New Delhi (IANS) The Finance Ministry may soon have a decision to make, whether to encourage retail investors participation in the stock market through direct trading or to discourage them as seems to be the case with recent diktats on margins and intra day trading by the regulator, Securities and Exchange Board of India (SEBI) which have introduced a sense of unease among the broking community and retail investors.
Stock brokers have petitioned the Finance Ministry and SEBI on circulars which if implemented is feared that it will have the effect of reducing trading volumes drastically and wipe out number of brokers.
The SEBI circulars coincide with an important new trend in the form of an unplanned and sudden entry of millions of new retail investors in the stock markets during the lockdown and Covid 19 phase. Many of them have either become unemployed or have reduced income and have started home while they were sitting at home during the lockdown and normal
economic activity was curtailed.
The circulars come at the fag end of the extension given to SEBI Chairman Ajay Tyagi. He got a six month extension in his tenure which was to end on March 1. It is not known whether he will get a further extension after August. The Indian Administrative Service (IAS) officer of Himachal Pradesh cadre has served a three-year tenure following which another six months extension was given by the government.
There are growing concerns among broking and retail trading community over the SEBI circular to ban intraday leverage.
The revised guidelines will severely limit intraday trading which contributes almost 90 percent of the volume in exchange and has existed in India for decades. The move will diminish the liquidity, volumes and financial opportunities to thousands of people to a great extent, brokers said.
Financial market is the only sector that has been able to function since the lockdown began in India and provided numerous opportunities to regular people facing job losses survive in these difficult times," said Sahil Balani, Head- Research & Derivatives, Triventure Advisory Pvt Ltd.
It is also estimated that the new circular will have a great impact on the derivatives markets as it will suck out the liquidity from the system, volumes will dry up to a great extent and will impact the livelihood of many retail traders.
"Instead of enforcing a ban on intraday leverage, it should be left to the brokers discretion with minimum controls at place. Penalty cannot be the way of doing business in a country like India where there is so less participation in capital markets," said Balani.
The Securities and Exchange Board of India (SEBI) released its latest circular on July 20, 2020, aimed at banning the intraday leverage in a phased manner by December 1, 2020. According to the circular, traders and investors will now have to maintain upfront margin in their account to receive leverage from brokers.
Brokers say that with the country suffering from pandemic and the fate of making a livelihood is at stake, many people have recently gathered hope from intraday trading and implementation of this circular will make it difficult for the whole trading community to explore any such opportunity. During this pandemic, many individuals including housewives are turning towards intraday trading for their livelihoods.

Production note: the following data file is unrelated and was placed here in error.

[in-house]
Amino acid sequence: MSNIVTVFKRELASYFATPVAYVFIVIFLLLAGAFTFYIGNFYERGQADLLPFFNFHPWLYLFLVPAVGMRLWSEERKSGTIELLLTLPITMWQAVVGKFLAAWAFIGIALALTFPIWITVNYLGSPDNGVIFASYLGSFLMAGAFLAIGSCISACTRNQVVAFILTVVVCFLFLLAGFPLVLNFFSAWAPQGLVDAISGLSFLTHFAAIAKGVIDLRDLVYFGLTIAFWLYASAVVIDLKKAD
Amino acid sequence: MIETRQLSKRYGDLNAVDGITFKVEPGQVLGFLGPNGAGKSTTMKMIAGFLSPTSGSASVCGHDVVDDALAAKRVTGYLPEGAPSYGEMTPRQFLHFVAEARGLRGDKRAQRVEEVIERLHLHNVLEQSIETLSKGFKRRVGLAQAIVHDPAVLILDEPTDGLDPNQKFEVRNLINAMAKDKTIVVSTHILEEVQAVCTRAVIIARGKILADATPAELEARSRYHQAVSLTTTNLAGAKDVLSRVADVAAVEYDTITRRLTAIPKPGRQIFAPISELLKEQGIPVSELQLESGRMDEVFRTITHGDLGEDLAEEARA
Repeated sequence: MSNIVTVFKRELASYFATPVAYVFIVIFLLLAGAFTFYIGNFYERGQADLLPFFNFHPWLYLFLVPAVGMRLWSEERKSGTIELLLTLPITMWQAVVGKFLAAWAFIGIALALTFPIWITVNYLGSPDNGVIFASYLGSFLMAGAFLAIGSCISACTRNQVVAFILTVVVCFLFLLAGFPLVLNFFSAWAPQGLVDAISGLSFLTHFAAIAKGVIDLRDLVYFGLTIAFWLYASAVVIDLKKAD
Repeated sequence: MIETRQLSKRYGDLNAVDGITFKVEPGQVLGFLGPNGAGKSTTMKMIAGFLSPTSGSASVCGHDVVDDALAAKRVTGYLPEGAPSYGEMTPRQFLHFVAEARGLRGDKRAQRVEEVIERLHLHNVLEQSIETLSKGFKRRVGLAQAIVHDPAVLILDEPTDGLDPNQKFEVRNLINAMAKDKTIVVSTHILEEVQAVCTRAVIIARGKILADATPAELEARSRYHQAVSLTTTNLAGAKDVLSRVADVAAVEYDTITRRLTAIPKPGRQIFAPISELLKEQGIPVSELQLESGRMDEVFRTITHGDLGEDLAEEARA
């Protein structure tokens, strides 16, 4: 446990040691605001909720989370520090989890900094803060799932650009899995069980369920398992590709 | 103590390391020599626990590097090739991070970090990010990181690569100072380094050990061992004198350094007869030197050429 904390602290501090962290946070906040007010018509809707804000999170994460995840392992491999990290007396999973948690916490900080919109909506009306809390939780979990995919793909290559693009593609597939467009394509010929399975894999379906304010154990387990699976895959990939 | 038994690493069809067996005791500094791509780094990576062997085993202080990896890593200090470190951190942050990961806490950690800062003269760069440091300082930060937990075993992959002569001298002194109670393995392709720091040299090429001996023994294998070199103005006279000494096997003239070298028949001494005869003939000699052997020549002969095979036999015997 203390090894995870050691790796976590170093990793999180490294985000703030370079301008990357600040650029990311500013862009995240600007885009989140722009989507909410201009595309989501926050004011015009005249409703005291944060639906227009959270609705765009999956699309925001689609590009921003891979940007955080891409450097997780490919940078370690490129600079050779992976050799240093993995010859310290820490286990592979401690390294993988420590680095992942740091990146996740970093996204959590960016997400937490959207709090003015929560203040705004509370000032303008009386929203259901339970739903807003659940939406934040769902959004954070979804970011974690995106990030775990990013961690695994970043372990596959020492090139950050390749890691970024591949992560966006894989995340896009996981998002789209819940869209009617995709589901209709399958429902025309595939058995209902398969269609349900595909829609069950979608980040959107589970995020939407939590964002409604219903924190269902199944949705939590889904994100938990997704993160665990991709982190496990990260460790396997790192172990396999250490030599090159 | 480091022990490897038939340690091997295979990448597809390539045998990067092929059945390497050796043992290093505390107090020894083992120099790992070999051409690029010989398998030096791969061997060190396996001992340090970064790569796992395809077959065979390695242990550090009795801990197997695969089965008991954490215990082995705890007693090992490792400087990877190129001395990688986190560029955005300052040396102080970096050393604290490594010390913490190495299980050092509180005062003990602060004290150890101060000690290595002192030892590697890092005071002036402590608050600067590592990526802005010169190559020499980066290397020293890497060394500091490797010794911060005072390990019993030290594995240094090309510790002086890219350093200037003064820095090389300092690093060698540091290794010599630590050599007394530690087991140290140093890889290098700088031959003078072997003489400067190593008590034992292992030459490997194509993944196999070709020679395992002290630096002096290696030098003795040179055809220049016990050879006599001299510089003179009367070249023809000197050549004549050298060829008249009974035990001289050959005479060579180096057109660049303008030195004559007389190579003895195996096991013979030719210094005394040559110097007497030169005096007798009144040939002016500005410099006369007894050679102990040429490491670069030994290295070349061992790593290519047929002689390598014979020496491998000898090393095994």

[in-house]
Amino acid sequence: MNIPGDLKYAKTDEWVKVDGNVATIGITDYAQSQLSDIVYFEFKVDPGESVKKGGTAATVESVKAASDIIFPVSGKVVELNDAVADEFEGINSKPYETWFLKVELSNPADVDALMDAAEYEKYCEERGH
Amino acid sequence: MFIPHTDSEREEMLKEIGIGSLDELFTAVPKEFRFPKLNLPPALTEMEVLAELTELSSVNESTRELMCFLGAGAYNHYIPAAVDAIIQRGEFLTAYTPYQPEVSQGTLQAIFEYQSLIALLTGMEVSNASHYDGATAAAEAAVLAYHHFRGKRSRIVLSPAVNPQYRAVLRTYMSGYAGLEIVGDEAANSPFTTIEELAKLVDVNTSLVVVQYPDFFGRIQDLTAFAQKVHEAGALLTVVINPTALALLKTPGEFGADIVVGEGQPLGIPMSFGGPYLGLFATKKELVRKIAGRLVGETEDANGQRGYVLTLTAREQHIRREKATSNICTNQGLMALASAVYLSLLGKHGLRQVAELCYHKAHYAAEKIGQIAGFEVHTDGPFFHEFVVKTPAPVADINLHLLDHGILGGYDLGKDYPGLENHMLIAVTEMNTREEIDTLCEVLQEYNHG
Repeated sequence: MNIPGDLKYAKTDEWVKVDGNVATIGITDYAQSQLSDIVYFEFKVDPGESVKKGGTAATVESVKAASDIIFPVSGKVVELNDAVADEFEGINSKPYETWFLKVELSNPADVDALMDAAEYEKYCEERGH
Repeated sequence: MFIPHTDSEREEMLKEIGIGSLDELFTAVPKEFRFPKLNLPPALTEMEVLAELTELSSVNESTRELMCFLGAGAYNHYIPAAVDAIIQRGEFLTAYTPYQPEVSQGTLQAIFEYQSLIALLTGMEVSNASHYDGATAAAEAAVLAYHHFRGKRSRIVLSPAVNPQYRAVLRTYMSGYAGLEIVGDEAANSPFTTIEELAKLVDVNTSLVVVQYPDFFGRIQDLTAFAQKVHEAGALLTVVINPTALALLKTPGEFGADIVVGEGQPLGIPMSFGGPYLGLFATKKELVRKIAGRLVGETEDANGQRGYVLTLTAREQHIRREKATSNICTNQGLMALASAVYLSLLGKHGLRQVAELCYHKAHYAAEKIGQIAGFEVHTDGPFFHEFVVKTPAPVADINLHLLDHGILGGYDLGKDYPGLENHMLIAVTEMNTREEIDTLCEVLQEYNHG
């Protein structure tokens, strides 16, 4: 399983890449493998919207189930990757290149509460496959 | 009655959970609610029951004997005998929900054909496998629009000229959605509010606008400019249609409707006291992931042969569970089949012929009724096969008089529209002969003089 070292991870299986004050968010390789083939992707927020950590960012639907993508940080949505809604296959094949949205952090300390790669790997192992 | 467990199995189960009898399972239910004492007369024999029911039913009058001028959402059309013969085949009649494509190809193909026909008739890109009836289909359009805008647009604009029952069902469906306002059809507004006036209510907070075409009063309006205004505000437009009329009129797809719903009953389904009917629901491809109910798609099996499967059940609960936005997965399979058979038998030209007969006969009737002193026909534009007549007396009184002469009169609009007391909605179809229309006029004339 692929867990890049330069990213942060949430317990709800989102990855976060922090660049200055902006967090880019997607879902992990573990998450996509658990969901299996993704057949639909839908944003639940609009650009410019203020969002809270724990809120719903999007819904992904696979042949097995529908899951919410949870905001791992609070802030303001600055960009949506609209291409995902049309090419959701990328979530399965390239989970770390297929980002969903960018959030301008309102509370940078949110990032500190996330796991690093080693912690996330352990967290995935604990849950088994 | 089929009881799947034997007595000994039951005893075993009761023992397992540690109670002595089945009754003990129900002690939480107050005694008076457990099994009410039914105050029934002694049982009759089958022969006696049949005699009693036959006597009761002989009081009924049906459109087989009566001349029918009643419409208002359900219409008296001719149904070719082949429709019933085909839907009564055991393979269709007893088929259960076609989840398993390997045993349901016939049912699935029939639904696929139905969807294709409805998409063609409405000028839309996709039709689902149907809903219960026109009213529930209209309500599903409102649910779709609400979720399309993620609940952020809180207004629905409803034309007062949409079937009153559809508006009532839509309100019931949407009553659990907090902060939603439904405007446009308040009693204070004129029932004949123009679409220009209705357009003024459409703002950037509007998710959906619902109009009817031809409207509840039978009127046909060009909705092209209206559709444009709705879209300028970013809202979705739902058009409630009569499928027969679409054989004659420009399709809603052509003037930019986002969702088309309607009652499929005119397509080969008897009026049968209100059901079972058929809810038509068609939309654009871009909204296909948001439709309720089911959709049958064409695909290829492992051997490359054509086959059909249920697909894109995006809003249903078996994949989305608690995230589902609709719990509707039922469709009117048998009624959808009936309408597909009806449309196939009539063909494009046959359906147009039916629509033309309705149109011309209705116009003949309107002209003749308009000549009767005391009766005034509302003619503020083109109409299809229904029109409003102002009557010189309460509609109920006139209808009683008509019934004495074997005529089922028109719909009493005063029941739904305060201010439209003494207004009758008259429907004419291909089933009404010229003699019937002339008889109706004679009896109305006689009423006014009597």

The other contentious circular pertains to the pledge/re-pledge process where SEBI has put in strict controls after the Karvy scam, where it was found that clients' shares were transferred by the broker to its account without the knowledge of the client.
To prevent this misuse, SEBI had banned the title transfer collateral system and proposed to replace it with a pledge/re-pledge process which would be transparent so that an investor knows the exact status of his shares. This new mechanism of pledge/re-pledge was to come into effect from August 1.
In addition, the stock exchanges following SEBI directions have mandated that the proceeds of the sale of shares cannot be used to purchase stocks till the money is credited in the client's account.
All of these are having the effect of drying up liquidity for retail investors and making it difficult for brokers to sustain.
The Association of National Exchanges Members of India (ANMI) has written to Finance Ministry and SEBI on the issue of pledge of shares.
ANMI has received numerous concerns from members with respect to pledge mechanism for funded stocks. "In view of the concerns of the broking industry and software vendors, ANMI submits to your good offices to consider granting extension of implementation of SEBI Circular for next two months and allow the existing system of crediting the funded stock to earmarked funded stock DP account," ANMI said.
ANMI has also warned against a breakdown leading to chaos. "The transition from the old regime to the proposed pledge repledge process in such a hurried manner is fraught with great risks and will completely break down the day to day processes and operations of all market participants leading to unmanageable chaos and total breakdown. How can all the stakeholders in the entire eco system manage to transition to the new processes in such a hurried manner," ANMI said.
"Moreover, our earlier submissions on the glitches in the methodology of penalising clients for cash margin with respect to sale of shares, BTST trades, the early pay in timelines, etc; are still open and not yet addressed. We once again reiterate our earlier plea for the simultaneous running of the old and new proposed processes for the next two months to ensure smooth transition which will be to the benefit of all," ANMI said.